The D’s that could Determine a Viable Burma Policy
Some observers were alarmed when US Secretary of State Hillary Clinton recently outlined a foreign policy based on the “three D’s” of defense, diplomacy and development.
They drew attention to a fourth “D”— democracy—and asked where it fit into the Obama administration’s foreign policy. Vice President Joe Biden mentioned this fourth “D” when he addressed a conference in Munich, Germany, last month.
In a recent interview with The Irrawaddy, US Ambassador to Thailand Eric John said: “Defense, diplomacy and development—the ‘three D’s’ as Secretary Clinton framed them—will indeed be the pillars of the Obama administration’s foreign policy, but I contend that all three of the components are intrinsically tied to democracy promotion and that this theme will remain central to the new administration’s foreign policy agenda.
In other words, democracy is inherent in all three pillars.”
The promotion of democracy has long been a central component of US foreign policy and will clearly continue to be so under the Obama administration.
When Secretary of State Clinton visited Asia last month she said that Washington’s Burma policies of sanctions and engagement had failed and she promised a policy review.
Her statement further fueled speculation about US policy on Burma, with some government officials, including Chinese, wanting to know more about such a possible policy shift.
In The Irrawaddy interview, Ambassador John indicated that the Obama administration’s Burma policy would remain essentially the same as Bush’s, saying: “The end policy goal remains the same: the start of a genuine, inclusive political dialogue in Burma and the release of all political prisoners.”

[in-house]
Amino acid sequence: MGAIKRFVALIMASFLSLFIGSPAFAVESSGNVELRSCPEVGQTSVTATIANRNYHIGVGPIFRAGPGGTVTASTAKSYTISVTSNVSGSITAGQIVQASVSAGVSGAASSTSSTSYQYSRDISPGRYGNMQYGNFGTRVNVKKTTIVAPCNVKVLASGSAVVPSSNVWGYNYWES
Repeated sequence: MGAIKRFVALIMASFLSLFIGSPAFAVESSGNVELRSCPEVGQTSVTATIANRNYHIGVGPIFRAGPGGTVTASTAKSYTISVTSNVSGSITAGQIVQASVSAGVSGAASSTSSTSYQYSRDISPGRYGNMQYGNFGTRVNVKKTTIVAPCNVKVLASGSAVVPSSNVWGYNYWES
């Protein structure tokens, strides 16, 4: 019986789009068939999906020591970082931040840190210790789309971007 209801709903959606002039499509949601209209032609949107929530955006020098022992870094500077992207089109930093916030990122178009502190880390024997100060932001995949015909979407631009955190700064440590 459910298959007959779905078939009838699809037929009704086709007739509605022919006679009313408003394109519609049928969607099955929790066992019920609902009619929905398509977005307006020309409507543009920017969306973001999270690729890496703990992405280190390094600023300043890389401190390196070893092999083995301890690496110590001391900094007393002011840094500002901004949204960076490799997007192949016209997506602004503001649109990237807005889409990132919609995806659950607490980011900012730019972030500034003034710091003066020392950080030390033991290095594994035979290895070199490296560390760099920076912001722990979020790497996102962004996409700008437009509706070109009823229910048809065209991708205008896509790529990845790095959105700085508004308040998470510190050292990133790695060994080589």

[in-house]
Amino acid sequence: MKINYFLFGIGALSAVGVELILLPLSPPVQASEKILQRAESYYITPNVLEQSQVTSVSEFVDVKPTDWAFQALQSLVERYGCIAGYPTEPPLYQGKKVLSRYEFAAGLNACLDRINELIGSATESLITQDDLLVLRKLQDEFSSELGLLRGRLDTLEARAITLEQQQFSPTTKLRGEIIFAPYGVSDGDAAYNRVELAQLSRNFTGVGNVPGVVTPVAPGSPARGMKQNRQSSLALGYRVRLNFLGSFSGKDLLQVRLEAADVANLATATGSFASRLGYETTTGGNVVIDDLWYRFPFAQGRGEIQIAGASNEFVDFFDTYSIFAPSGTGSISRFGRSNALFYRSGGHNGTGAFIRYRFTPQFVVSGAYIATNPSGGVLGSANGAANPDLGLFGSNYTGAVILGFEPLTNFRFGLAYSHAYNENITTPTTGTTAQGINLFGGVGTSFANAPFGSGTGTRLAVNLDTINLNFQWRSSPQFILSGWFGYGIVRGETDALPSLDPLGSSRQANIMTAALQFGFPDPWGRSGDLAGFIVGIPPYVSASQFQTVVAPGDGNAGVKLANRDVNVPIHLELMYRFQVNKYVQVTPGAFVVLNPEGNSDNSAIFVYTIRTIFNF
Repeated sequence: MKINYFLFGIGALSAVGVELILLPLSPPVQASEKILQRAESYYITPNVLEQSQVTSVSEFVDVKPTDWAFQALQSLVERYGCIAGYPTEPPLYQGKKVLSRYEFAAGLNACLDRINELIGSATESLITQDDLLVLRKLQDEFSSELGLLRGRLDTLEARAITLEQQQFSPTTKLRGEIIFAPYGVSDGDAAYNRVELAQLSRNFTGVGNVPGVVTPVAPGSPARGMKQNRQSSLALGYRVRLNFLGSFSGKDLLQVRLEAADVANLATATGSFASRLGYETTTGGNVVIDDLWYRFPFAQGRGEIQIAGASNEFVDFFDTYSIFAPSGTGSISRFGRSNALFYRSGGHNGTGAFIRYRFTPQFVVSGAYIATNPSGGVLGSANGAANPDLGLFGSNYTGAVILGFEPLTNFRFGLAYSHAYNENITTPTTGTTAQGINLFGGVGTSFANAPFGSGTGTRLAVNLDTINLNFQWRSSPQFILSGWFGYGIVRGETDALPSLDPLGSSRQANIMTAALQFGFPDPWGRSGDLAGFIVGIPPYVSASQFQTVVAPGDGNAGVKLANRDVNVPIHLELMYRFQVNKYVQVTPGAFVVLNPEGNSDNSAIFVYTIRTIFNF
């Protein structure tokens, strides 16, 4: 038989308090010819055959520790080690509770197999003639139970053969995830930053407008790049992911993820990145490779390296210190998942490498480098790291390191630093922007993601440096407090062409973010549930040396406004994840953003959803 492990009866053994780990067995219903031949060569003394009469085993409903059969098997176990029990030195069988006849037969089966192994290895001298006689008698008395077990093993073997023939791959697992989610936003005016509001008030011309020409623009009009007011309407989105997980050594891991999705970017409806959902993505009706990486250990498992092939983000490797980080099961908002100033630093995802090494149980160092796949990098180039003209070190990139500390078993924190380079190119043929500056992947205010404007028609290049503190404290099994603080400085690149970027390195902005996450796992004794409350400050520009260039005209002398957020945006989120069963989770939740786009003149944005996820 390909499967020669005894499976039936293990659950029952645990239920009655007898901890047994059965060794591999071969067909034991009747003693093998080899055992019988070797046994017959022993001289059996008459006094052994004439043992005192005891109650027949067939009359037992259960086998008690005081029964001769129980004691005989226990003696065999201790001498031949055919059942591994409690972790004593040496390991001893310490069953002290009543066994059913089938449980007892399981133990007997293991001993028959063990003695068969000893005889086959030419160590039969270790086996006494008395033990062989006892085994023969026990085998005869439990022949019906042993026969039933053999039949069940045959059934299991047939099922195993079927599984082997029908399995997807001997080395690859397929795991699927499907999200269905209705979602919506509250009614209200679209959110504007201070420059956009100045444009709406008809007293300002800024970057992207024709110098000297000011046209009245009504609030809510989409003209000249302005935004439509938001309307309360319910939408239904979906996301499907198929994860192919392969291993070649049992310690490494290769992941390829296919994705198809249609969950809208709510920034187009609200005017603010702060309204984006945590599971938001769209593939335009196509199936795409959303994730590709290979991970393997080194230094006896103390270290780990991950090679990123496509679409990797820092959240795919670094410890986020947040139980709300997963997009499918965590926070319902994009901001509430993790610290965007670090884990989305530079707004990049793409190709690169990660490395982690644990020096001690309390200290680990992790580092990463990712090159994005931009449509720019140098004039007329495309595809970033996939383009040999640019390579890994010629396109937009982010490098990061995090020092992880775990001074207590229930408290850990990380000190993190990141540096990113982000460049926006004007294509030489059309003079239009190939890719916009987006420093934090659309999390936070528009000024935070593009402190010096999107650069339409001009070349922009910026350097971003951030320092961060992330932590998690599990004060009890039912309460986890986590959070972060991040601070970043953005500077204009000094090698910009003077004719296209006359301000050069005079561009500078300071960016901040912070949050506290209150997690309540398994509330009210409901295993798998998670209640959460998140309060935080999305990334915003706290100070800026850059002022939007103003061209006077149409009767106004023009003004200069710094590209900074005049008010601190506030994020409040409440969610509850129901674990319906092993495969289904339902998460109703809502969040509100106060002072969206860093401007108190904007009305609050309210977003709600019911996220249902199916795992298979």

His answer should satisfy many Burmese democracy and campaign groups inside and outside Burma, who are united in their desire to see the US maintain a tough policy until the regime offers some genuine political gesture, such as releasing political prisoners and making the “road map” more inclusive.
Clinton would do well to stick to the four D’s on Burma and retain smart sanctions against the regime and its cronies until some genuine movement is seen. But it should be a two-pronged policy, not confined to sanctions alone.
The US needs to engage with Burma’s neighbors and such powerful allies as India and China. More importantly the US must be creative in finding a way to counterbalance China’s growing influence. continue http://www.irrawaddy.org/opinion_story.php?art_id=15280